Will Deregulating the Labor Market in Australia Improve the Employment Conditions of Women?

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Title Will Deregulating the Labor Market in Australia Improve the Employment Conditions of Women?
Author Strachan, Glenda Jean; Burgess, John
Journal Name Feminist Economics
Year Published 2001
Place of publication London
Publisher Routledge
Abstract This article traces the development of policies designed to reduce gender workforce inequality in Australia. In contrast to earlier centralized and collective approaches, current strategy is founded on individualism and direct workplace bargaining. The location of reform is now the enterprise, with direct bargaining replacing collective standards. Current policy developments have seen gender subsumed under market imperfections and family responsibilities. These policies will remove many of the safeguards of minimum pay and conditions for women workers, especially those who are most vulnerable. When combined with the growth of “nonstandard” jobs the picture is bleak for many workers, especially the low paid. The onus for corrective action now rests with individual employees and workplace managers, with trade unions being marginalized. The authors suggest that a continuation of the current policy will wind back the clock on the employment conditions of women workers in Australia.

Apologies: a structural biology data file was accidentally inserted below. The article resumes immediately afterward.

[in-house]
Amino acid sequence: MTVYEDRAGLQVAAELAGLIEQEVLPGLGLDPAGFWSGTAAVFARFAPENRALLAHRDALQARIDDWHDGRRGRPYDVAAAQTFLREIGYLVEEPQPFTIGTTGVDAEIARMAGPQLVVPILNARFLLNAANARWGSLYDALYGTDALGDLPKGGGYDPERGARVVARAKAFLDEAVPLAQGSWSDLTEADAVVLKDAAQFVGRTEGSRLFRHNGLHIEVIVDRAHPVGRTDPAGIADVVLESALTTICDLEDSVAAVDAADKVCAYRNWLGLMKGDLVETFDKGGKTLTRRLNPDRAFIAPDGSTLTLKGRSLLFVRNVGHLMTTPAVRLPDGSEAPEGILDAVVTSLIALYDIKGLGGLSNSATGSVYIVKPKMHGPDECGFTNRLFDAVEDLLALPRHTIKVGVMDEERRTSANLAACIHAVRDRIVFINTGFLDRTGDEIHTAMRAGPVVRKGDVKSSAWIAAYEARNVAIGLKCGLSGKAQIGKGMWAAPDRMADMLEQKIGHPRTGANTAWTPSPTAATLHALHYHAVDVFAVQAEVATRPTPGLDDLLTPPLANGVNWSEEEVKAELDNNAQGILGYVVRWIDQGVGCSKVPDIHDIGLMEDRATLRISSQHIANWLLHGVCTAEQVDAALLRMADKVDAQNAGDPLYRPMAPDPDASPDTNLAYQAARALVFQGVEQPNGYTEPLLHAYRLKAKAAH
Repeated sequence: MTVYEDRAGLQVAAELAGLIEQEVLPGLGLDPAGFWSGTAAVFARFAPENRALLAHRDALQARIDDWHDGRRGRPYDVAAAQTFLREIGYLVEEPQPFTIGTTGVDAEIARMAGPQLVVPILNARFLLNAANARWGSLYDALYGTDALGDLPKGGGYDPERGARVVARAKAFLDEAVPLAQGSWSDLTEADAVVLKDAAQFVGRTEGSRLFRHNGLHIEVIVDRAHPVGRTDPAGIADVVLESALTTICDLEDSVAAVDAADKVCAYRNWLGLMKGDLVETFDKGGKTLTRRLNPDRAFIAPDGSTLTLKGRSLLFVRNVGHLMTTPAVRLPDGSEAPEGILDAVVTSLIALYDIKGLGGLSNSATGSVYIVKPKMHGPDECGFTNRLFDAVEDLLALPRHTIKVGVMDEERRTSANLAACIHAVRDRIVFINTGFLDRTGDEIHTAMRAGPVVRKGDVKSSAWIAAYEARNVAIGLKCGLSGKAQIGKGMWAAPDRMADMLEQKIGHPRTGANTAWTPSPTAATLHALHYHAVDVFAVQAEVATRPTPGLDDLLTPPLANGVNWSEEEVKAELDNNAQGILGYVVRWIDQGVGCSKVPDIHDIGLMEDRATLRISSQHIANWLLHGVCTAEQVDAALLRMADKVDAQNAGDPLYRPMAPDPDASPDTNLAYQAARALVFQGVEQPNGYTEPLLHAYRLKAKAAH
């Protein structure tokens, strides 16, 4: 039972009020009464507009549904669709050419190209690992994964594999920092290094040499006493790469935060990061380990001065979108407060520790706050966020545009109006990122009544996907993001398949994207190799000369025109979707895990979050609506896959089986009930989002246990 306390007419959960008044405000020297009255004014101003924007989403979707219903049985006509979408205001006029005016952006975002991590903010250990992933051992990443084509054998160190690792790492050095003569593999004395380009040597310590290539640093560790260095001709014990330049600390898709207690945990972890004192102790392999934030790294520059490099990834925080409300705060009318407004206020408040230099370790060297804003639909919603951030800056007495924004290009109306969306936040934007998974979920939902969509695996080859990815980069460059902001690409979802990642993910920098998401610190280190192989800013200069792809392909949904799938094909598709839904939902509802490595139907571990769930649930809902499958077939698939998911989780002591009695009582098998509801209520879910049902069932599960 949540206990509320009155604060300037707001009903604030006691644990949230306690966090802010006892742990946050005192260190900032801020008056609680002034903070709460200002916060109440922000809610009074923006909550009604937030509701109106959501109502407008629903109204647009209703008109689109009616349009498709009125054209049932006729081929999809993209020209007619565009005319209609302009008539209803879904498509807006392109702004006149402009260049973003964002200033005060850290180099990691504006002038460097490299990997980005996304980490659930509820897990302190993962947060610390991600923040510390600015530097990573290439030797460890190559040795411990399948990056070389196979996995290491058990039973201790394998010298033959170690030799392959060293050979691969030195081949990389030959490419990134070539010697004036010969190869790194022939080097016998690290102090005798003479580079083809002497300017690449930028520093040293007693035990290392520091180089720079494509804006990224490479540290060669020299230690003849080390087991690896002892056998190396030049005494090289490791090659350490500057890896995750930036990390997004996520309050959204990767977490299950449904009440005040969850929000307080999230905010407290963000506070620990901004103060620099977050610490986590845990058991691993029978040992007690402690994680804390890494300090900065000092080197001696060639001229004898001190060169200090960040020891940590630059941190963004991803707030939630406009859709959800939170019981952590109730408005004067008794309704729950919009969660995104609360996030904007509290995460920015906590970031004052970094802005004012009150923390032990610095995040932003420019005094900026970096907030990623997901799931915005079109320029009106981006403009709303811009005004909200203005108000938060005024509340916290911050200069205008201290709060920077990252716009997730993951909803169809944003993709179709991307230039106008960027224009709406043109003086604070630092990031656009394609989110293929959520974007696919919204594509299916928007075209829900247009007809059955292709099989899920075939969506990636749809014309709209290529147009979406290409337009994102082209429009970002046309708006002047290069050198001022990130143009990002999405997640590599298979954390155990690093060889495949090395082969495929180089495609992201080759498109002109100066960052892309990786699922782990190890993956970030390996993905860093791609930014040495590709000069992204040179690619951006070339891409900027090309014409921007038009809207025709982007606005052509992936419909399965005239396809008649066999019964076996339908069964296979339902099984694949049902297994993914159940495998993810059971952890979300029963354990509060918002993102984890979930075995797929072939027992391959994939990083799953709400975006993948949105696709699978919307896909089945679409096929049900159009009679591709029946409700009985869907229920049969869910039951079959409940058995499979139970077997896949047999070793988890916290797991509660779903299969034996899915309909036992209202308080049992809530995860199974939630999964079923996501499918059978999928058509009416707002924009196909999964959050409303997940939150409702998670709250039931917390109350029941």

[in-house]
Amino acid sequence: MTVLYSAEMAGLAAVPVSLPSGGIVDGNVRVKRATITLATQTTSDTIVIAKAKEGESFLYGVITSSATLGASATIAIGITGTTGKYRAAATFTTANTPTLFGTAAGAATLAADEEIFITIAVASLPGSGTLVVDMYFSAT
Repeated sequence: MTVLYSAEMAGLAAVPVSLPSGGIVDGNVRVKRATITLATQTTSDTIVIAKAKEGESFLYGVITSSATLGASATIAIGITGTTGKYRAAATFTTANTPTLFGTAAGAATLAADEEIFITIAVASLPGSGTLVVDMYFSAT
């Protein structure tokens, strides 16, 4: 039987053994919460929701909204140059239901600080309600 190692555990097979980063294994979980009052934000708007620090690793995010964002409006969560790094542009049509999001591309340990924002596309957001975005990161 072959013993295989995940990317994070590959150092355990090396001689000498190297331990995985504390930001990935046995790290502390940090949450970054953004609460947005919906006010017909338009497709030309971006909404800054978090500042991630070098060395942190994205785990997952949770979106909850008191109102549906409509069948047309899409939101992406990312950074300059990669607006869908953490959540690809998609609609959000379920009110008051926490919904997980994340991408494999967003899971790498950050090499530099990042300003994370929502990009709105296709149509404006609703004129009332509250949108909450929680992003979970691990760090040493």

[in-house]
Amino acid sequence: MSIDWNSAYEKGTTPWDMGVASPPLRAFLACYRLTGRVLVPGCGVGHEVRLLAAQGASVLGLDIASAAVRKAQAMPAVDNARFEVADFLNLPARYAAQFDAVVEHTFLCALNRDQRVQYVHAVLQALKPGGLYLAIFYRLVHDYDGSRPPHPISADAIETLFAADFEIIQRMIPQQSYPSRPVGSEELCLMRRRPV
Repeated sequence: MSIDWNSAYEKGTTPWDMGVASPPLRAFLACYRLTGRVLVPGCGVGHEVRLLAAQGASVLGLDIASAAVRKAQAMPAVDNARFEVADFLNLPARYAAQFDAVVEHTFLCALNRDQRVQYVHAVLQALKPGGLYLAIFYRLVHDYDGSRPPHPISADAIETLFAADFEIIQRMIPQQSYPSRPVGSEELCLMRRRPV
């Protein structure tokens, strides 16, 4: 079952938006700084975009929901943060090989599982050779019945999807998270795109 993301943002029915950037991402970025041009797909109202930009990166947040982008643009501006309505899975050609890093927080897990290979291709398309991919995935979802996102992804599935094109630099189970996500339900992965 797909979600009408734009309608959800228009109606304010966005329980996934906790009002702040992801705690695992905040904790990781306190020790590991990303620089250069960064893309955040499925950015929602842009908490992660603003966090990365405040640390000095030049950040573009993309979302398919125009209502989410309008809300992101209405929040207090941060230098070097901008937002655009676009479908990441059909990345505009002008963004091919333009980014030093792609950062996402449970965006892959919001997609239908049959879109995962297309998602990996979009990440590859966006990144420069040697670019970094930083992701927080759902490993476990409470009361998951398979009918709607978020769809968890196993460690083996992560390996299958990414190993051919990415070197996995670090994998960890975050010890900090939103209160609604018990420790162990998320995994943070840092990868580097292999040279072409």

Peer Reviewed Yes
Published Yes
Volume 7
Issue Number 2
Page from 53
Page to 76
ISSN 13545701
Date Accessioned 2006-07-18
Language en_AU
Research Centre Centre for Work, Organisation and Wellbeing
Faculty Griffith Business School
Subject Industrial Relations
URI http://hdl.handle.net/10072/15406
Publication Type Journal Articles (Refereed Article)
Publication Type Code c1x

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